Road fatalities halved when alcohol banned on major Buddhist holidays, safety centre finds
A ban on the sale of alcoholic drinks on Asarnha Bucha day and the first day of Buddhist Lent reduced road fatalities on those days by roughly a half.
Dr Thanapong Jiwong, manager of the Road Safety Academic Centre, said on Monday that road accidents normally caused 40 deaths a day in the Kingdom.
“But, with the alcohol ban in effect on Asarnha Bucha and Buddhist Lent days in 2017, the number of road fatalities reduced to 21 per day only,” he said.
There was also a clear reduction in road-accident victims admitted to hospital with severe injuries during the three-month-long Buddhist Lent period two years ago, Thanapong said.
“The number of admitted victims reduced by between 10 and 15 per cent during the period,” he added.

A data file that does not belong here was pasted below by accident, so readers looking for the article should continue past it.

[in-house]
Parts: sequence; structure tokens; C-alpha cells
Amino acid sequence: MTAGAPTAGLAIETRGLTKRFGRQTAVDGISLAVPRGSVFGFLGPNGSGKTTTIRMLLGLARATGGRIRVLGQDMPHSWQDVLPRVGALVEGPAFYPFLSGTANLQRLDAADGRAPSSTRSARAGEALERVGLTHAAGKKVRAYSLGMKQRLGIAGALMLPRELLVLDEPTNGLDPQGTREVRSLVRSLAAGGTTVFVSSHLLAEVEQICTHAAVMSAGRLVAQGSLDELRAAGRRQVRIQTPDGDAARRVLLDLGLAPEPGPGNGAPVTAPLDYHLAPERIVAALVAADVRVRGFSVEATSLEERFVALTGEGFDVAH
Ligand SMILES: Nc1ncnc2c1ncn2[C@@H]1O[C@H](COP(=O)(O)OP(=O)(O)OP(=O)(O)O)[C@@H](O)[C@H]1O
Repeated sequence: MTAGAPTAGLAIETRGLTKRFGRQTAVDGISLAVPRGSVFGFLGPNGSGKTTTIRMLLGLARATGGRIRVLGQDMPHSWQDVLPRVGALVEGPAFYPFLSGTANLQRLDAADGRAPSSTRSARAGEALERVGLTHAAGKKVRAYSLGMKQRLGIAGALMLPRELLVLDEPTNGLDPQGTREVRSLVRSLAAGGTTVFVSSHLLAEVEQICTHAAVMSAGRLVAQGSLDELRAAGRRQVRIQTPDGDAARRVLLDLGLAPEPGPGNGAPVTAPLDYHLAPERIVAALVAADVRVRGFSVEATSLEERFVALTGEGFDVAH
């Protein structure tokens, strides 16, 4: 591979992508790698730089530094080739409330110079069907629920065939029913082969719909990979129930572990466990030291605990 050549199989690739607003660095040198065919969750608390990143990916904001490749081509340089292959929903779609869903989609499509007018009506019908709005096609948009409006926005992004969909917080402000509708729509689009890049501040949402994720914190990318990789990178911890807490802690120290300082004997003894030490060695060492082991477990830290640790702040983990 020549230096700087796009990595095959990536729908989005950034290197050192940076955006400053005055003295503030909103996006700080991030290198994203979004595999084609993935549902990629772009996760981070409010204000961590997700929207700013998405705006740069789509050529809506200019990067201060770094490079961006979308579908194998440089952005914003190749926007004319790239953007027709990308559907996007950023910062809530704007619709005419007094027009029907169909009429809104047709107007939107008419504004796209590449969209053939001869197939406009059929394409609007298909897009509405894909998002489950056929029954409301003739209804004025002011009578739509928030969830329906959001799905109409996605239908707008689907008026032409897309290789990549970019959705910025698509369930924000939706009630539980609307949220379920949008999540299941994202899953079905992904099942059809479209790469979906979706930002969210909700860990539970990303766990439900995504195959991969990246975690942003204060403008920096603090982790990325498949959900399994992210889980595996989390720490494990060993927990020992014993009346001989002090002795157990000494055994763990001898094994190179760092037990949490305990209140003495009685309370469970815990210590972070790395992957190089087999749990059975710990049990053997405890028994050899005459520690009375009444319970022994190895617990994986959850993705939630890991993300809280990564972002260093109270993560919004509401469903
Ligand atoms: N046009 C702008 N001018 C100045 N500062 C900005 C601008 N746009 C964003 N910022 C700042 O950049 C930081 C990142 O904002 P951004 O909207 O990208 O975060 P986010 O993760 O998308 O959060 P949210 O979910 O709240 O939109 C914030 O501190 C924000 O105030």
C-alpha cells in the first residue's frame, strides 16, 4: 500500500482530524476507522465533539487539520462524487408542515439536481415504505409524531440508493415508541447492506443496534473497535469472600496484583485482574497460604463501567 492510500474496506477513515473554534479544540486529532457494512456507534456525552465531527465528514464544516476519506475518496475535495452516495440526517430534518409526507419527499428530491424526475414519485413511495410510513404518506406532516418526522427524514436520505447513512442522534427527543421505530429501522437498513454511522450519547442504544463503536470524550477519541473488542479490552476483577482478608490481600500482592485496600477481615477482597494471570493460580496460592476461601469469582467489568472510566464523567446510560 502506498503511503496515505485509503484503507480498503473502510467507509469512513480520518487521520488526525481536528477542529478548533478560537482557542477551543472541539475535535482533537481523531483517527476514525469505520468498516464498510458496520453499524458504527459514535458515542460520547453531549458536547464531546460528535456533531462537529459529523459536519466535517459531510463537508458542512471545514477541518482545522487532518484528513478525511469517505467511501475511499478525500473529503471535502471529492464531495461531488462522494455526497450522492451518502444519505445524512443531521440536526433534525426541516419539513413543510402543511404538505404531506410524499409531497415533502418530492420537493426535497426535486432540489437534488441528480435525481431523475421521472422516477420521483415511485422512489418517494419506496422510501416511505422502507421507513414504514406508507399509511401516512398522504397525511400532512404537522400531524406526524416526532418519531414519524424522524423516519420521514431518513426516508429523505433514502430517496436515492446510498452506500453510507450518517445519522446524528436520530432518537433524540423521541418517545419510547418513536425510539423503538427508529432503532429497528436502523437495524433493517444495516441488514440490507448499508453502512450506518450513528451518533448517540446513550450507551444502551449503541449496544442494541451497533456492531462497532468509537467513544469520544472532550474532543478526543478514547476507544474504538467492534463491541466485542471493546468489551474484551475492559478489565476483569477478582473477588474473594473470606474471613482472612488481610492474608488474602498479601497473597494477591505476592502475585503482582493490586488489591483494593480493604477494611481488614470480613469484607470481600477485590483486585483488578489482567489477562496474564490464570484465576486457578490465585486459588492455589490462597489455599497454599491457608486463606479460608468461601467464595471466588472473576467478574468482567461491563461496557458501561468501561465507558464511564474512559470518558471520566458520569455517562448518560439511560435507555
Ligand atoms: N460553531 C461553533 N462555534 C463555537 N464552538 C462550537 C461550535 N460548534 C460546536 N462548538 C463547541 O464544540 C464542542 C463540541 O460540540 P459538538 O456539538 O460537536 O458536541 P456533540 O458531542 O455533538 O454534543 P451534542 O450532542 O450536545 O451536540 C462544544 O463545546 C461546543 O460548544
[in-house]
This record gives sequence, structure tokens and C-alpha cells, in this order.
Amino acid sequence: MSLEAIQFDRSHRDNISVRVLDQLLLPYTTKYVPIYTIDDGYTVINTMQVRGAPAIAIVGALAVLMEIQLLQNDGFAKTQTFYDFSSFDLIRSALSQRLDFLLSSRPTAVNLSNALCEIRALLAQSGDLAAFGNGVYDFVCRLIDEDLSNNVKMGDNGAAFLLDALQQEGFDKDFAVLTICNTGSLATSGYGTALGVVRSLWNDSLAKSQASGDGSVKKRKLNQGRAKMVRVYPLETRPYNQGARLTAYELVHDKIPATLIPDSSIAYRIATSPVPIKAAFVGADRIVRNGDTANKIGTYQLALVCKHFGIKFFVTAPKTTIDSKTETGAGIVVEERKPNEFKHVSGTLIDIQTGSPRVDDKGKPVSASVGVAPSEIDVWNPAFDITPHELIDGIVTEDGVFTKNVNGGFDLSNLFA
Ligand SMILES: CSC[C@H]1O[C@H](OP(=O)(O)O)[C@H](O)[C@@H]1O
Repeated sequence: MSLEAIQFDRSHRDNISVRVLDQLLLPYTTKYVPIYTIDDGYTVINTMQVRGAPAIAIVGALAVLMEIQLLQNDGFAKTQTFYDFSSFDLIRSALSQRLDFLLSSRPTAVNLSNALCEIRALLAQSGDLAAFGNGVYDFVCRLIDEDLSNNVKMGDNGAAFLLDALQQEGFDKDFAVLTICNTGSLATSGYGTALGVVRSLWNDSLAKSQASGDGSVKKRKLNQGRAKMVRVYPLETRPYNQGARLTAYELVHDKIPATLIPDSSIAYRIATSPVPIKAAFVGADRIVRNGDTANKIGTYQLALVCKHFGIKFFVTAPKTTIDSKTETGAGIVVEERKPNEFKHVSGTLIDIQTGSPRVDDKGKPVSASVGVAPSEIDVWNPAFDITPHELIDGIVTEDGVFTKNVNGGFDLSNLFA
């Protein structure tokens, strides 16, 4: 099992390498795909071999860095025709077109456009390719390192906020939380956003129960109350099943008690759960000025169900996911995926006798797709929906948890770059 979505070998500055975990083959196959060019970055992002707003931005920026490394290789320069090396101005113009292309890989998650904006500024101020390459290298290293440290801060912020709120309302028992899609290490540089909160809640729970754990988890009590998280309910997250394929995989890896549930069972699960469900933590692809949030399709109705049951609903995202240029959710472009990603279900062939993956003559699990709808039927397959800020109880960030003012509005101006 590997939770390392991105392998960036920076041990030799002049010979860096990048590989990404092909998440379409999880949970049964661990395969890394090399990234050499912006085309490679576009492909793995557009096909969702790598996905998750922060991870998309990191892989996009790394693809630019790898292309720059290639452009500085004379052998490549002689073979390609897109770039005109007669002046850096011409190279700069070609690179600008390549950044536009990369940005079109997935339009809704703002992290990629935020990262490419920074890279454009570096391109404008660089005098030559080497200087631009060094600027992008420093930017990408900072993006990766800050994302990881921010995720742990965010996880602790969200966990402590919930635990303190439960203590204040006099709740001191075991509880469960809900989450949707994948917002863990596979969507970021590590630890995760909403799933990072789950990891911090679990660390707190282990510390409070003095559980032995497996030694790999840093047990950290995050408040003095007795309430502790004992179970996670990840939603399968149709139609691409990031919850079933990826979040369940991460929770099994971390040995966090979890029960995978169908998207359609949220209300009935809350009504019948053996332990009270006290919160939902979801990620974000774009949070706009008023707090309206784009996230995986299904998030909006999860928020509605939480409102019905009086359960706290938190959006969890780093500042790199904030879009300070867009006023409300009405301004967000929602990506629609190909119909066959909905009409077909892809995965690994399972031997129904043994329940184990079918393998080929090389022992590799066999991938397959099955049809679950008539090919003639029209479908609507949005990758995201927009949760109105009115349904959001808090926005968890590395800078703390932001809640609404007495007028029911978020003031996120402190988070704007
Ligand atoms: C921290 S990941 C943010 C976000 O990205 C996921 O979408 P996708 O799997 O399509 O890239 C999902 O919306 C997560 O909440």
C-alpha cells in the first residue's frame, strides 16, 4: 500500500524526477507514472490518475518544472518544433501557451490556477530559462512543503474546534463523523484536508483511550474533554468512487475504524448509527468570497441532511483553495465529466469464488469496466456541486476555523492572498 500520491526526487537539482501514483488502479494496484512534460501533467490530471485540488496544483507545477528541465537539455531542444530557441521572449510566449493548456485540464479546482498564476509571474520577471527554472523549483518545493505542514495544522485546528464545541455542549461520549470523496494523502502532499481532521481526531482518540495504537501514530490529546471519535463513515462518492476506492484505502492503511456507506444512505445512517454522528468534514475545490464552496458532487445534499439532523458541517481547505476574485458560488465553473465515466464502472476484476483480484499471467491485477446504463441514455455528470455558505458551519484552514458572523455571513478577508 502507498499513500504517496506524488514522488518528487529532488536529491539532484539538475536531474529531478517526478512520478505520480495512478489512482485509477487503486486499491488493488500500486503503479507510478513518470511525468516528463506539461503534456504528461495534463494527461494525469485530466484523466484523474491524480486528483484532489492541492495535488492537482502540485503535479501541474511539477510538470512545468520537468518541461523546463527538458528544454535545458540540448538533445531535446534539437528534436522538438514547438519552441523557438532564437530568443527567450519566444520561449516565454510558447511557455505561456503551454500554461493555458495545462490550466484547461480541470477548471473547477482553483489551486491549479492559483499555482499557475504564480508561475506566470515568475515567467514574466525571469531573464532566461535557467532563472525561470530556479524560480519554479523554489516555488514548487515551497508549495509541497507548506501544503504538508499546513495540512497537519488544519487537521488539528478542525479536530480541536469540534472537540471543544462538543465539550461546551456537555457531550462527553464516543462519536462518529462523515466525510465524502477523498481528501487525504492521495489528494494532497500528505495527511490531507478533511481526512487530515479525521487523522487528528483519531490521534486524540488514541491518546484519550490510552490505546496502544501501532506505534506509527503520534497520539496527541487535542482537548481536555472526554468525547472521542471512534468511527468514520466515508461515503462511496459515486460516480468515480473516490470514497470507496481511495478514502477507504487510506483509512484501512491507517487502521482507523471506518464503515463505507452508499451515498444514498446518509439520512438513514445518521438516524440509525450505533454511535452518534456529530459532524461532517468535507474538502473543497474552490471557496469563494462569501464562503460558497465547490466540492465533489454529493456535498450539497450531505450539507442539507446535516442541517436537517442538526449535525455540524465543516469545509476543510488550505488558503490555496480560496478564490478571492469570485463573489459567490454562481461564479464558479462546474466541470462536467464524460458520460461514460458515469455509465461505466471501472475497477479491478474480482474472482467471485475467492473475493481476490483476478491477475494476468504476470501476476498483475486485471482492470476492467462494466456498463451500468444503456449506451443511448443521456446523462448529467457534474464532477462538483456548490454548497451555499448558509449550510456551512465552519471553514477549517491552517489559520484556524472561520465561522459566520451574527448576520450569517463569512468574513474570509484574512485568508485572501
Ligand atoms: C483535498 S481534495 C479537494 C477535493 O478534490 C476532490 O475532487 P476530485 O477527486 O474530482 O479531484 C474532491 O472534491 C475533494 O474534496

Many Buddhists abstain from alcohol during the period out of religious belief.
“Severe injuries remain five in every 100 victims. So, when the number of admitted victims reduces, it means many people have avoided becoming physically disabled,” he pointed out.
Lately, a proposal has emerged that authorities should ban alcoholic beverages on April 13, too.
However, the road-safety centre manager said he was not sure whether such a ban would work, as April 13 was part of the Songkran Festival during which so many revellers enjoy drinking liquor or beer that they had stocked up on or bought beforehand.